Commodities: A tale of 2 papas

| by S.A. Whitehead
Commodities: A tale of 2 papas

In a three-day trading week, commodities showed a mix of trends last week, including the surprising rate of falling gas prices. But as those necessities go through their regular ups and downs, the real story might be in the contrasting fates of the two "papa" brands monitored by this site: The rapidly devolving Papa John’s, and the steadily growing Papa Murphy’s. Taken together, their stories are instructive on the pitfalls of a vocal, often controversial CEO and the value of being on the right trend at the right time.

Cheese is down 10 cents over the last two weeks' trading, settling at $1.61 before markets closed at the end of the most recent shorter trading week. That’s down 1 cent from the previous Friday’s close and up 1 cent from the beginning of the week when it stood at $1.60. 

Wheat trading was mixed over the three days of activity last week, trading from 18 1/2 cents lower to 8 cents higher. Kansas City U.S. No. 1 Hard Red Winter, ordinary protein rail bid was 4–6 cents higher at $4.68–$5.96 per bushel. Kansas City U.S. No. 2 Soft Red winter rail bid was not quoted.  

St. Louis truck U.S. No. 2 Soft Red Winter terminal bid was 2–8 cents higher, at $4.37–$4.38 per bushel. Minneapolis and Duluth U.S. No. 1 Dark Northern Spring, 14 to 14.5 percent protein rail, was 18 1/2 cents lower to 1 1/2 cents higher, at $7.46 3/4–$7.96 3/4 per bushel.  

Portland U.S. Soft White wheat rail was steady to 1 3/4 cents lower at $5.17 3/4–$5.35 per bushel.

Gasoline and diesel fuel


Natural gas

Natural gas spot prices fell at most locations in the week before Thanksgiving. The Henry Hub spot price falling from $3.15 per million British thermal units in early November  to $3.11/MMBtu by the middle of the month. 

At the New York Mercantile Exchange, the December 2017 contract price fell 9 cents, from $3.175/MMBtu last Wednesday to $3.080/MMBtu yesterday.

Net withdrawals from working gas totaled 18 billion cubic feet for the week ending Nov. 10. Working natural gas stocks are 3,772 Bcf, which is 7 percent lower than the year-ago level and 3 percent lower than the five-year (2012–2016) average for this week.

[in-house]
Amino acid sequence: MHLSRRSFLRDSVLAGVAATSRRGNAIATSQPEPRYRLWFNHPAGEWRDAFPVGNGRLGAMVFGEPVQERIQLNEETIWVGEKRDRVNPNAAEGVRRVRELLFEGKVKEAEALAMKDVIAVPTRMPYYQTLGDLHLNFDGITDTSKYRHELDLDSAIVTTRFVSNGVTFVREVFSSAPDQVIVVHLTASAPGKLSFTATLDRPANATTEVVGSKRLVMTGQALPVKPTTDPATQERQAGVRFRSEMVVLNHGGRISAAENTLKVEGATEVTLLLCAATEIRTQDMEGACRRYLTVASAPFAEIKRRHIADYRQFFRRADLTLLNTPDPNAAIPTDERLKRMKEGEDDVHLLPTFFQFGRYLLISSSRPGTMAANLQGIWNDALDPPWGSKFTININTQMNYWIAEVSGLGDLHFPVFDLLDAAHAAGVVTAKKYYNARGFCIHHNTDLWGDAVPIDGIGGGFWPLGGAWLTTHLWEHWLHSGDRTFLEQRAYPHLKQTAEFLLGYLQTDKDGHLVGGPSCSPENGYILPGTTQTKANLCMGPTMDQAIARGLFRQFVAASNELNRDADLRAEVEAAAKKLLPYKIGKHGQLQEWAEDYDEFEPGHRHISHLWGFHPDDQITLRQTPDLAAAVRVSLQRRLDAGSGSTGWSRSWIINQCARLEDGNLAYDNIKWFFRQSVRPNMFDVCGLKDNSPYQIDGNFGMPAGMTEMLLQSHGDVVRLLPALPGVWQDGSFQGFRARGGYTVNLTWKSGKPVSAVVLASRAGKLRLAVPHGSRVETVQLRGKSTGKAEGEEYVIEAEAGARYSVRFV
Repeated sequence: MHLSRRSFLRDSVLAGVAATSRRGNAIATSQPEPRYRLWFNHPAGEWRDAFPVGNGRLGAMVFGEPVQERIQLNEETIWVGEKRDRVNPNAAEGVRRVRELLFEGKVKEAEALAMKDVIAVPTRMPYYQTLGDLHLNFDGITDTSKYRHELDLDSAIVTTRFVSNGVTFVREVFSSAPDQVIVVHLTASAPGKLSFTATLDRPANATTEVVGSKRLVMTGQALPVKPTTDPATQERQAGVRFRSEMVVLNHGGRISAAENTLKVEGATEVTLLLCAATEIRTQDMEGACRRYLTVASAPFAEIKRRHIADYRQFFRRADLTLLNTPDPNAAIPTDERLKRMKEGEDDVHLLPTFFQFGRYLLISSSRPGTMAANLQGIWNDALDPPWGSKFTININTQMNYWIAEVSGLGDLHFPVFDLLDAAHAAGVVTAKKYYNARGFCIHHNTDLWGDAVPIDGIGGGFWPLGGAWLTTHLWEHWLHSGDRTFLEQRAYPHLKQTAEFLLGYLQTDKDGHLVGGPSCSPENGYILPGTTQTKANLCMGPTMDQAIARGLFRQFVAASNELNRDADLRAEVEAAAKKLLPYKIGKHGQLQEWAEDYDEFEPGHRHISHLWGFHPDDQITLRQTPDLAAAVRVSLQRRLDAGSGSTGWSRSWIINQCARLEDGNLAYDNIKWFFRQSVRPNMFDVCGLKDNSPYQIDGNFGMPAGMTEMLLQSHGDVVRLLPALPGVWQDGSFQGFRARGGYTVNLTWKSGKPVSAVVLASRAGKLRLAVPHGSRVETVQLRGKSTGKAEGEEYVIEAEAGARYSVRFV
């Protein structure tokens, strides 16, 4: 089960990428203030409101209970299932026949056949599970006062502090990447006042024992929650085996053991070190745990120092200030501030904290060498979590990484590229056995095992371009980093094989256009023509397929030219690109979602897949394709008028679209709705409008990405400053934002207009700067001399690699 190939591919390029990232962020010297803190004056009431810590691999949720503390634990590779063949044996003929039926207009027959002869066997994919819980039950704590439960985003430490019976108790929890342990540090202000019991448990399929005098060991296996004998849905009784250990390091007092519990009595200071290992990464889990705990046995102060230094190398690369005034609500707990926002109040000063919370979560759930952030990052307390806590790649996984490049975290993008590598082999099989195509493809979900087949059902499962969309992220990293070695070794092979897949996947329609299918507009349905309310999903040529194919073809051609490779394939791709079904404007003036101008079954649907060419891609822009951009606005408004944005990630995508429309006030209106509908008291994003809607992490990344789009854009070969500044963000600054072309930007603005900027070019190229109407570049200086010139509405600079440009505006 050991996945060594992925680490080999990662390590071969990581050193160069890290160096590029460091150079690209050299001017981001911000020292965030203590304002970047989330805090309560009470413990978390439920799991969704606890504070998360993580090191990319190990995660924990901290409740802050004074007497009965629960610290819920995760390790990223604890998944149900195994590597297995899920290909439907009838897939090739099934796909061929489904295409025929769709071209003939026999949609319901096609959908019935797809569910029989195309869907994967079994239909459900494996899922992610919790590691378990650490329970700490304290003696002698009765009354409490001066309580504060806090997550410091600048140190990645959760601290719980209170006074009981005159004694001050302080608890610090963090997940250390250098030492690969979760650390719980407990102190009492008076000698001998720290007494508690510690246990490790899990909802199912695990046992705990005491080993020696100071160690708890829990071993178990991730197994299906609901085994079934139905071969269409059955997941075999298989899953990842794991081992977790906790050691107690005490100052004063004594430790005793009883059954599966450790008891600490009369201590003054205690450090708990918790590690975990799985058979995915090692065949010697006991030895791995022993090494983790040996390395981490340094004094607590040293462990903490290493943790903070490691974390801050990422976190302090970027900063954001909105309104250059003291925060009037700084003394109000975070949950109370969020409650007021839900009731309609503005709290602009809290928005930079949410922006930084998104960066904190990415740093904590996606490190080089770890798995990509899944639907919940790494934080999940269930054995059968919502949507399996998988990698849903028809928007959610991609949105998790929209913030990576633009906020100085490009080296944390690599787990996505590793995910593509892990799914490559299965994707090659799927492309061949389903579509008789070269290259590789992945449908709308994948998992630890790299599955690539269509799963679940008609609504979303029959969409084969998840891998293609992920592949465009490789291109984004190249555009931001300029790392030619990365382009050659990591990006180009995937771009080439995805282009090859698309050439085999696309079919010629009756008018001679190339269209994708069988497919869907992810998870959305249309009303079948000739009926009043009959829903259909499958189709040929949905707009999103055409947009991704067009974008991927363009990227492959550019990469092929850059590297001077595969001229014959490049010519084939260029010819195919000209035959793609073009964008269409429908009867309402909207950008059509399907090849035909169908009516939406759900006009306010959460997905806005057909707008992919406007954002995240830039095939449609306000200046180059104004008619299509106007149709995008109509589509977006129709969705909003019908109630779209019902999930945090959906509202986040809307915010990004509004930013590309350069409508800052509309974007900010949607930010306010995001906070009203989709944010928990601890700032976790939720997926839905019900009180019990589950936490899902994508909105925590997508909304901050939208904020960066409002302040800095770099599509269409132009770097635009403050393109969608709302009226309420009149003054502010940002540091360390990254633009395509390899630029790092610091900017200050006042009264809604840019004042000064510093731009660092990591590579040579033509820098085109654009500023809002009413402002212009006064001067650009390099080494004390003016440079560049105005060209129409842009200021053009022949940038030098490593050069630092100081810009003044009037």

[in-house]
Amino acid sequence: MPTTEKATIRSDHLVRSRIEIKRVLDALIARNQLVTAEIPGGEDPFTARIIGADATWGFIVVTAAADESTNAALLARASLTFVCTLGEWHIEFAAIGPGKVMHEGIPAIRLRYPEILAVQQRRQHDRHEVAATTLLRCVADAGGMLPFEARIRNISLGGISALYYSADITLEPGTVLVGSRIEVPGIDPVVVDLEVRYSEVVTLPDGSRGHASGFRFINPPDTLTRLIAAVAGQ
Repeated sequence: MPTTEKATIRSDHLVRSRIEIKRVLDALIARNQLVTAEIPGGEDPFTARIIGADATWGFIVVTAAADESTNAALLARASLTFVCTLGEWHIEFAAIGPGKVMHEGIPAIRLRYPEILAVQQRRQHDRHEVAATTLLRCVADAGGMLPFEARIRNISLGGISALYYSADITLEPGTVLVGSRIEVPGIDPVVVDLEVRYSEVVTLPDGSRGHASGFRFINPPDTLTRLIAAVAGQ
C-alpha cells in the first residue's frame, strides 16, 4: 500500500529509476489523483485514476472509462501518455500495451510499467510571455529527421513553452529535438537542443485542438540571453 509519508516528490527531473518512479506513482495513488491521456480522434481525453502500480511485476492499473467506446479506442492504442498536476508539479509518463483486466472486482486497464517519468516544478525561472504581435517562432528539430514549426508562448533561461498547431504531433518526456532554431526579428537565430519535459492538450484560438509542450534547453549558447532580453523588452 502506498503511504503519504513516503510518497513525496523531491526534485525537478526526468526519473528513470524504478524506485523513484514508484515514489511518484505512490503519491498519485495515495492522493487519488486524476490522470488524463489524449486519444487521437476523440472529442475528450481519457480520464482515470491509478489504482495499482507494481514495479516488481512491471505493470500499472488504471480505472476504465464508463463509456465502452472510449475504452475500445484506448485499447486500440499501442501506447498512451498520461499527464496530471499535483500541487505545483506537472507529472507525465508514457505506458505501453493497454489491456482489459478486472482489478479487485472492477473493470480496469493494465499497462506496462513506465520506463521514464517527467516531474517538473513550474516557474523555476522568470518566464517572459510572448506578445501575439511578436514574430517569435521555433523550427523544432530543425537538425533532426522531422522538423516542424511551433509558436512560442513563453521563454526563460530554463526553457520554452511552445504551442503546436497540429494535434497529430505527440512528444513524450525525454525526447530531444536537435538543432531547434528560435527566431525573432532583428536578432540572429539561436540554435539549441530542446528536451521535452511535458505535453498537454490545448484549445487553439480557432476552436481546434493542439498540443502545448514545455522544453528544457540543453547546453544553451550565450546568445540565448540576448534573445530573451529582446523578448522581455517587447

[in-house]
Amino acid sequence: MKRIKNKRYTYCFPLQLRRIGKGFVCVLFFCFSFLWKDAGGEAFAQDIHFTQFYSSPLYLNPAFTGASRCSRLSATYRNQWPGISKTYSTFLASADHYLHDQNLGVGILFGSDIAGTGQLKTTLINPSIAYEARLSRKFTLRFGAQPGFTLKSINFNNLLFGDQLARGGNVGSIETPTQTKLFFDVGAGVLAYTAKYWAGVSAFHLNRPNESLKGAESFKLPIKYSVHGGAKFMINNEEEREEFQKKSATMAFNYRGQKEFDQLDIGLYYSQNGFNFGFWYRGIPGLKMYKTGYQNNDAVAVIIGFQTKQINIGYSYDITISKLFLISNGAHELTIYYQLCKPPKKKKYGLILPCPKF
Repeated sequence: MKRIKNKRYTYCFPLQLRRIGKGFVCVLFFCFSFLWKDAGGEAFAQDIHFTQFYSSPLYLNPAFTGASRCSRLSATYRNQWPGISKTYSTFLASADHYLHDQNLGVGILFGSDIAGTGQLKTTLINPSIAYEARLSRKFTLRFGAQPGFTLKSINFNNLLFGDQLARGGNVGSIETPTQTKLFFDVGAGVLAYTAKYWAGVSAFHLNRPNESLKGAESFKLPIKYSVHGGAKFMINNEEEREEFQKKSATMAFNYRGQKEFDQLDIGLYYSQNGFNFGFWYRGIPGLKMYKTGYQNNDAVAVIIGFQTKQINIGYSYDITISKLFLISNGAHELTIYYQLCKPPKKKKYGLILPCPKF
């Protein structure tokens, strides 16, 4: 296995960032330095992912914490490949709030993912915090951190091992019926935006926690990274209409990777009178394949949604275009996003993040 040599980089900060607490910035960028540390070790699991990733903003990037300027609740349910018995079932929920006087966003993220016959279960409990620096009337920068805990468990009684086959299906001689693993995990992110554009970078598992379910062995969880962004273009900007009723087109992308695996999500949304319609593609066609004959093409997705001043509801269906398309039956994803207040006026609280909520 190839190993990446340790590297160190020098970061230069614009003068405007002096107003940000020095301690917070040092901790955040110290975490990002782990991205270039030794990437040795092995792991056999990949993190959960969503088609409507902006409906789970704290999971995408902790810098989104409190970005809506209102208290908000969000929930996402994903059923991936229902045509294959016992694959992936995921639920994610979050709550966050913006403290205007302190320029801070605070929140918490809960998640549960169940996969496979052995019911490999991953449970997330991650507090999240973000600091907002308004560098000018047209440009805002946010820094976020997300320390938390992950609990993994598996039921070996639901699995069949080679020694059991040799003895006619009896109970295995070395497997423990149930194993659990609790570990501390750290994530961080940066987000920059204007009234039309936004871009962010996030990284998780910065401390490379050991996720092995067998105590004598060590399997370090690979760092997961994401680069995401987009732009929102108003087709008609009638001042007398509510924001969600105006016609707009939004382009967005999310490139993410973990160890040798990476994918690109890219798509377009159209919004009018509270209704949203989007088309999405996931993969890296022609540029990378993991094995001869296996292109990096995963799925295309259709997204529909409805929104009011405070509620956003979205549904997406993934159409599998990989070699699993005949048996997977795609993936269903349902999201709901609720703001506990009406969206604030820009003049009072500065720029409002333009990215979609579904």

The natural gas plant liquids composite price at Mont Belvieu, Texas, rose 3 cents, averaging $8.26/MMBtu for the week ending Nov. 15. The price of ethane fell 3 percent. The prices of propane, butane, and isobutane rose 1, 3 and 3 percent respectively. The price of natural gasoline remained flat week over week.

Pizza company stocks

Domino’s healthy gains of last week (up $5.32) faltered, but the fall wasn’t too steep, and the brand closed Wednesday at $177.34, down $1.31 from the previous Friday’s close of $178.65. Meanwhile, Pizza Hut parent Yum Brands gained 58 cents over the short trading week, rising to $79.18 from $78.60 at the previous Friday’s close. 

But the real news revolves around Papa John’s and its steep and speedy race downward in trading price, closing Wednesday at $56.27, down another $1.22 from the previous Friday’s price of $57.49. The brand has been declining since February when its price hit a high-water mark of slightly more than $86. The most dramatic fall came at the end of October with CEO John Schnatter’s remarks about the alleged effects of the NFL kneeling controversy on the brand’s performance. 

As Papa John's has lost value, the smaller take-and-bake concept, Papa Murphy’s has steadily risen in value all year, closing Wednesday at $6.29. That’s up from its January 2017 price of $4.36, and from the previous week's price of $5.98. Whether the growing value is indicative of consumers' growing love for all things eaten at home remains to be seen, but surely it was a happier Thanksgiving at Papa Murphy’s offices than at those of Papa John’s. 

Photo: iStock

Topics: Business Strategy and Profitability, Financial Management, Financial News

Companies: Papa John's, Papa Murphy's, Yum! Brands, Pizza Hut, Domino's

S.A. Whitehead

Award-winning veteran print and broadcast journalist, Shelly Whitehead, has spent most of the last 30 years reporting for TV and newspapers, including the former Kentucky and Cincinnati Post and a number of network news affiliates nationally. She brings her cumulative experience as a multimedia storyteller and video producer to the web-based pages of and after a lifelong “love affair” with reporting the stories behind the businesses that make our world go ‘round. Ms. Whitehead is driven to find and share news of the many professional passions people take to work with them every day in the pizza and quick-service restaurant industry. She is particularly interested in the growing role of sustainable agriculture and nutrition in food service worldwide and is always ready to move on great story ideas and news tips.

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